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Julius H. Hollis

Julius H. Hollis

Posted: November 11, 2010 11:31 AM

As our country continues to grow, resulting in a greater, more diverse population, we are faced with an increased need to ensure all Americans are provided with the greatest possible standards of living, regardless of age or socioeconomic status. This is particularly true for the healthcare industry where, even in the healthiest of communities, age-old disparities persist and exact an extreme toll on the quality of life and economic resources. This week, Philadelphia will host the Fourth Annual National Conference on Health Disparities in an effort to correct this issue. Panelists and participants will discuss solutions, review "programs that work," and recommend policies to strengthen and enhance the current "medical model" of health care through diverse, multi-disciplinary partnerships and perspectives.

Minority populations suffer from a number of chronic diseases at a disproportionate rate and experience health disparities that have to be addressed in innovative ways. I believe that in order to adapt to this and ensure equity in access to quality care as our healthcare system evolves, we need to practice medicine differently using technology and other resources. We must increase our capability to care for the increased needs of all communities, through collaborations, partnerships, utilization of technology and innovation. The bottom line is simple: digital technology is the key to adapting so that we can provide the best possible care to all Americans. However, we need to expand broadband access to everyone and keep it affordable to ensure a seamless system that really works. And we need to work to ensure that everyone understands the benefits that broadband can offer for our health and for our lives in general.

Advanced technologies in our hospitals, doctor's offices, pharmacies and homes will improve the well-being of minority Americans, and Americans in general, by shortening hospital stays, decreasing re-admissions and providing electronic prescriptions, among other things. Telehealth, mhealth and telemedicine applications will make it easier for minority families to manage their health and medical information. They will offer increased access to quality care through innovations such as remote health monitoring for chronic disease management and provide a gateway to improved health outcomes. New bilingual applications will allow for easy access to health information, which promotes communication with doctors and helps prevent costly medical errors. Digital technologies in the medical field provide any number of life improving applications that will enable medical professionals to work better and smarter.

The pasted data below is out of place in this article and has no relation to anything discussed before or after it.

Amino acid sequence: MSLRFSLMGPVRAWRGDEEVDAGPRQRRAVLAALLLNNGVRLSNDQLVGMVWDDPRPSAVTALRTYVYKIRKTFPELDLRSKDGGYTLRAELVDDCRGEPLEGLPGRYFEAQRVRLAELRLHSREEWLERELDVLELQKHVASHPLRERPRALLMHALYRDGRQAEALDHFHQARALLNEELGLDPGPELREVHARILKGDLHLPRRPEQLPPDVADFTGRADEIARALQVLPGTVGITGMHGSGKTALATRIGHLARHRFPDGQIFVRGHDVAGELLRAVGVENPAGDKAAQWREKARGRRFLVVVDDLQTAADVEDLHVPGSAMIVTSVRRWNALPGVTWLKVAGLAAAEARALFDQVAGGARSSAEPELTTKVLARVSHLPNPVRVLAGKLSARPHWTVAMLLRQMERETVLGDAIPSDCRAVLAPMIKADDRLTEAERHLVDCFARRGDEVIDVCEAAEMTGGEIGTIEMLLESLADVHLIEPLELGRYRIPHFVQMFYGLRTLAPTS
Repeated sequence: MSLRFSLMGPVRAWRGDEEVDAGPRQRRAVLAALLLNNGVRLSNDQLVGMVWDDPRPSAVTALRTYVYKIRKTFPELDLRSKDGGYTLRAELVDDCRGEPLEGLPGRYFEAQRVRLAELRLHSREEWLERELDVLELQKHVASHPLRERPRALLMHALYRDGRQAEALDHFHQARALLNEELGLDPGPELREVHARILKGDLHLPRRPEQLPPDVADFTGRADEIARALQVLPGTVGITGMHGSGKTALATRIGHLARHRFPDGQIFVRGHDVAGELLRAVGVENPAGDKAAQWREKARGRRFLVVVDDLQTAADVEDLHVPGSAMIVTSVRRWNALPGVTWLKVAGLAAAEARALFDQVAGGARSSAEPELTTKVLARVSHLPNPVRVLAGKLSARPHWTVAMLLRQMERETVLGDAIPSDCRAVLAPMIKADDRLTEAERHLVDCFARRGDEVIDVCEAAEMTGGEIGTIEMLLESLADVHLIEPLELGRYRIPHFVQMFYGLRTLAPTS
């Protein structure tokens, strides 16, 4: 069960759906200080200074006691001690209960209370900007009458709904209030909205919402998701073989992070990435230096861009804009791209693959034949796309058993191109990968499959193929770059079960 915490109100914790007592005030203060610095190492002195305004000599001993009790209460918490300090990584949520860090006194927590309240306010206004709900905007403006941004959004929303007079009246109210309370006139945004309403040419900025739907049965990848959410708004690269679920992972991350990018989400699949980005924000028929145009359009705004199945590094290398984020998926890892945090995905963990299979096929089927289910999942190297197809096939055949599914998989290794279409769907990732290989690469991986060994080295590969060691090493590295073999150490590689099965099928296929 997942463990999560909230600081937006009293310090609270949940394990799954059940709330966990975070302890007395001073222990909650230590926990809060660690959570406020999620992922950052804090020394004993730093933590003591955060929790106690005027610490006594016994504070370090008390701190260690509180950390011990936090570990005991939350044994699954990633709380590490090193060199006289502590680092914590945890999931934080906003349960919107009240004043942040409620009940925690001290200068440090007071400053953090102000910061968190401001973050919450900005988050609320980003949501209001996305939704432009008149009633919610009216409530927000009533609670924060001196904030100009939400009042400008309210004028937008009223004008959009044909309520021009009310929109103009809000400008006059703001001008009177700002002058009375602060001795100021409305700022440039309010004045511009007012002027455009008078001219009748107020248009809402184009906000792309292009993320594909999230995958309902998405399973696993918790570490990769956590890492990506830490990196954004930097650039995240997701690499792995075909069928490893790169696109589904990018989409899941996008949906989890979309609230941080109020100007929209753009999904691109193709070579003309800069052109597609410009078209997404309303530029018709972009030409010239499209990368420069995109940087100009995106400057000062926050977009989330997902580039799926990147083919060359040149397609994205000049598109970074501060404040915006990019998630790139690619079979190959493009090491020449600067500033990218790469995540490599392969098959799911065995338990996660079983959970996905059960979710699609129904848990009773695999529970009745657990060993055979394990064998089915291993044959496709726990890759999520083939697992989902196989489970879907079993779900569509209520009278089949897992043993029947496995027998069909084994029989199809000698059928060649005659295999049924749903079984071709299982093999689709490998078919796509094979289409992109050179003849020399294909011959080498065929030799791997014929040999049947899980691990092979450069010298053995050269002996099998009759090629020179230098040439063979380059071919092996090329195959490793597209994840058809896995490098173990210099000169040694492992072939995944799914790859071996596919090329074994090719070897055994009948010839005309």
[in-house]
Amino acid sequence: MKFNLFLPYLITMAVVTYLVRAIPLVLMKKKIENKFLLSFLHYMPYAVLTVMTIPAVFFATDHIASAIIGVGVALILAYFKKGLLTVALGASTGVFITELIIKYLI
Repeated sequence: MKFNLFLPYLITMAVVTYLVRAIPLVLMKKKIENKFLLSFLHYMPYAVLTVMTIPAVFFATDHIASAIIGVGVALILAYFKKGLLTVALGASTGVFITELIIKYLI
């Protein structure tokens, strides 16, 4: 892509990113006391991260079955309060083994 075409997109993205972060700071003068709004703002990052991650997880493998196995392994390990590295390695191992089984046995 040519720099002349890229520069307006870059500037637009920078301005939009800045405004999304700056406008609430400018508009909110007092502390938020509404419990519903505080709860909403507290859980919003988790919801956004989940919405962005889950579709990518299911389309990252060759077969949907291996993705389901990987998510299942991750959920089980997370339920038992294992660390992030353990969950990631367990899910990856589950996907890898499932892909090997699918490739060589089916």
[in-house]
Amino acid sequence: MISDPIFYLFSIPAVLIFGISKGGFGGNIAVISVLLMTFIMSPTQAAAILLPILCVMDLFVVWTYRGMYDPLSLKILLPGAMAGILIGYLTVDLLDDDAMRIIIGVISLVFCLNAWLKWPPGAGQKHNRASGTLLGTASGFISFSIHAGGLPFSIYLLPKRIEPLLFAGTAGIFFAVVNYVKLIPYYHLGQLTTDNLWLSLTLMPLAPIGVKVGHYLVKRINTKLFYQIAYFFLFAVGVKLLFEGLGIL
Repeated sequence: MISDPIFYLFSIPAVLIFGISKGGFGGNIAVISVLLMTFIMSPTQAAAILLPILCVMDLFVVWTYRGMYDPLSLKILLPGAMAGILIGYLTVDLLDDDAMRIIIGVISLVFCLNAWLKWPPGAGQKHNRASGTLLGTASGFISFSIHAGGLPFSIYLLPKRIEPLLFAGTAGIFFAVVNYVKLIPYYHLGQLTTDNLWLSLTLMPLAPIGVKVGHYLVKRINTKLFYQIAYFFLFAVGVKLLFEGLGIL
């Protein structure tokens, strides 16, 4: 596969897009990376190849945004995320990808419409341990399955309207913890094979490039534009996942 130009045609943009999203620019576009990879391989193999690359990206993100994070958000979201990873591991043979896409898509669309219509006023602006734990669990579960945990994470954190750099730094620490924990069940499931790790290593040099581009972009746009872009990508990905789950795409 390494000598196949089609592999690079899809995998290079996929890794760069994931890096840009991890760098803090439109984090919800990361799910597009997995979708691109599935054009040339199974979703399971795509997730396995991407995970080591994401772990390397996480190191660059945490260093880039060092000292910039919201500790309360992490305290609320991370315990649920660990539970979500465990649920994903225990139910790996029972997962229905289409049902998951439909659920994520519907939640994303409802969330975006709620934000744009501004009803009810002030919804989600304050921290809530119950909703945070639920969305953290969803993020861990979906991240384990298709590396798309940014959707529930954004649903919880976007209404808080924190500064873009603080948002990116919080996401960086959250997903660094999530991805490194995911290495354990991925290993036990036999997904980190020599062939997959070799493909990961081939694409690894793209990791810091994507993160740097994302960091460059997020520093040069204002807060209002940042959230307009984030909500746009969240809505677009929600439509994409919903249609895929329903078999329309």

The Federal Communications Commission (FCC) has estimated that it will cost $350 billion in upgrades and expansion to our broadband infrastructure in order to extend broadband access to all Americans -- an expansion that is necessary if we are to build out a ubiquitous Internet system that will enable us to make the type of changes that our healthcare system, and this country as a whole, desperately needs right now. The principles laid out in the FCC's National Broadband Plan lay the necessary framework for the FCC to achieve this under existing authority -- and if we are to digitize our healthcare system to offer Americans these valuable benefits, this is something we must remain committed to regardless of the political changes in Washington.

With boundless possibilities, broadband serves as a pipeline of hope to healthier communities, and universal connectivity will ensure that the pipeline is both seamless and solid. Of course, truly connecting is the key realizing the benefits of this great technology -- and this means that not only do we need to have broadband access in our hospitals, doctors' offices, pharmacies, homes, schools, libraries and community centers, but we also need to have the technical skills required to become users. By 'we,' I mean everyone -- as only full digital inclusion can ensure greater equity in access to quality medical care.

A healthy America is increasingly a connected America and we cannot afford to let some fall through the cracks when there is so much at stake. We need to make sure that all of our citizens have access to the tools necessary to improve their health and well-being, as well as the skills to use them.

Julius H. Hollis is the CEO of the Alliance for Digital Equality, a non-profit organization that receives funding from a wide array of organizations including those from the telecommunications, energy and entertainment sectors.

 

Follow Julius H. Hollis on Twitter: www.twitter.com/digitalequality